“All in One Place” Acts 2:1-21
Delivered to Church for the Highlands John Henson
Pentecost Sunday, May 15, 2016
“Happy Pentecost!” That’s not something we really ever say as Christians. Many of us here this morning are wearing red, but that’s about as far as our recognition of Pentecost Sunday goes. Its just not one of those special days in our year like Christmas, Easter, or even Ash Wednesday. Barbara Brown Taylor wonders why and comments that “We have Christmas pageants and Easter parades, but where are the Pentecost festivals? If Hallmark has a line of Pentecost cards then I have not seen one yet, and I don’t know anyone who invites the whole family over for Pentecost dinner. Like most of you, I’m not looking for anything else to do, but still—you have to wonder what is going on here.”(source: “God’s Breath”, Journal for Preachers, 2003) What is going on here? To answer that, we need to look at what was going on there, back in the event Luke described in his Acts account.
In our text this morning, we hear how people from all over the region had gathered for the Festival of Pentecost. This, also known as the Festival of Weeks, was a time when people (Jewish men in particular) would travel from all regions around their world to Jerusalem to observe and participate in the celebration of God’s giving of the Law. Luke made note that there were “Parthians, Medes, Elamites, and residents of Mesopotamia, Judea and Cappadocia, Pontus and Asia, Phrygia and Pamphylia, Egypt and the parts of Libya belonging to Cyrene, and visitors from Rome, both Jews and proselytes, and Cretans and Arabs . . .” It would be quite an understatement to say that this was a diverse group. They didn’t all look alike, dress alike, eat alike, or speak alike. What they did have in common was their Jewish faith and their observance of its requirements. But they would soon have much more in common as God’s Spirit would meet up with them on that day.
Perhaps what is most remarkable about Luke’s account is how God chose to give the Holy Spirit to such a diverse group and in a context of diversity, obviously wanting to unify them all while honoring their differences (allowing people to hear the Gospel in their own languages). This doesn’t seem like the best communication strategy. Wouldn’t it have been better to do the giving of the Spirit at another time; in another way? God obviously didn’t think so. For God, this was the perfect opportunity to give birth to a church of diversity; right in line with God’s creative activity and love for variety since day 1 of creation.
The Eighties, a CNN special, is currently running at different times and days. I happened to see part of it the other night, flipping onto the channel just as Peter Jennings was reporting about the fall of the Berlin Wall in 1989. I was in college and remember seeing it on the news. I even saw a few pieces of it as they became souvenirs a few friends of mine were able to get. I had forgotten the dramatic emotions and expressions of the first people to walk through it. I saw tears of joy, hugs, and even a bunny hop line of strangers celebrating together. People were filled with joy beyond description. It was all unexpected and unplanned. James Baker, Secretary of State at that time, mentioned how freedom had gotten out of the bag, and the communists couldn’t get it back in.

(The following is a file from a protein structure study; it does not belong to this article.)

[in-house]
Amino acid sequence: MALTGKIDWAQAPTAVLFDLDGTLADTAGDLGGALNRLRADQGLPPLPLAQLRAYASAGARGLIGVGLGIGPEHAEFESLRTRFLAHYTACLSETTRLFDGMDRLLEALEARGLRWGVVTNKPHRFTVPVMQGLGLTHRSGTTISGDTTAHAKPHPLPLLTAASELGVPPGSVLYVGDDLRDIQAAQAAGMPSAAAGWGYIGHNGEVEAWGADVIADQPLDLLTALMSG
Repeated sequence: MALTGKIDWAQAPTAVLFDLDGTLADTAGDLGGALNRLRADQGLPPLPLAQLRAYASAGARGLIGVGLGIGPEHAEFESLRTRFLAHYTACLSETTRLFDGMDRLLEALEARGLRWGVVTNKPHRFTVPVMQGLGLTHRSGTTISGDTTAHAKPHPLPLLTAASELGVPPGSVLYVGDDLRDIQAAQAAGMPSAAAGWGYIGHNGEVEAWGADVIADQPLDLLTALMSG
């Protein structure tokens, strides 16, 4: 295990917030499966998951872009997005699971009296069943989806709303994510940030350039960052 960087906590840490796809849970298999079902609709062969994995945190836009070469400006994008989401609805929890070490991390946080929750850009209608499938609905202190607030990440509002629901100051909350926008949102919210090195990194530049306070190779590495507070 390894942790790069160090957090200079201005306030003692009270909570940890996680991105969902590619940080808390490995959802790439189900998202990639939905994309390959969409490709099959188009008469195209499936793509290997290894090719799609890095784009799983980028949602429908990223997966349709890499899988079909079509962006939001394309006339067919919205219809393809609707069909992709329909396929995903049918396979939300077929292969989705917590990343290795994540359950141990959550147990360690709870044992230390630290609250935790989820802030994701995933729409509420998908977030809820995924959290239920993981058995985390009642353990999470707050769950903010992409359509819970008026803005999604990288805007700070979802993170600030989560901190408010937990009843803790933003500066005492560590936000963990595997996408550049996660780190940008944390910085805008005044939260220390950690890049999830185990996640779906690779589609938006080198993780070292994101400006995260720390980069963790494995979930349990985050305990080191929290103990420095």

I wish TV had been around to record Pentecost, as people gathered together in one place and encountered a powerful movement of God’s Spirit taking down the walls that separated them from each other and true freedom. What significance this has for us! I believe that there is something to this we need to see: God still loves and chooses diversity. The harshest words in the Bible, especially those made by Jesus, were for the people of God who built walls of separation and rejected people different from themselves. I believe Jesus would have the same words for the religious of today if he were here walking among us. Jesus demonstrated throughout his time on earth God’s love for diverse groups and places.
The good news is that Church for the Highlands is just such a group and place. In what ways is God’s Spirit blowing into our group and place? That’s something we will explore this next weekend at our church retreat. I hope you will be there as we gather in one place and seek the direction of the Holy Spirit together. There is no agenda; just what develops from asking two questions: “God, what would you have us to be?” and “God, what would you have us do?” We can anticipate that the Holy Spirit will attend and maybe even shake the walls a bit.
Isn’t that what happens when we are receptive to the Spirit among and in us? The walls (of our exclusion and indifference) will shake, and signs and wonders will be evident as we experience a deeper reality of fellowship and community with one another. Everyone becomes a part of what God is doing and has access to the Gospel in a way that they can understand and share. And people will think we are on something, into the spirits, when what really is happening that Spirit has gotten into us.
[Audio of this sermon is here]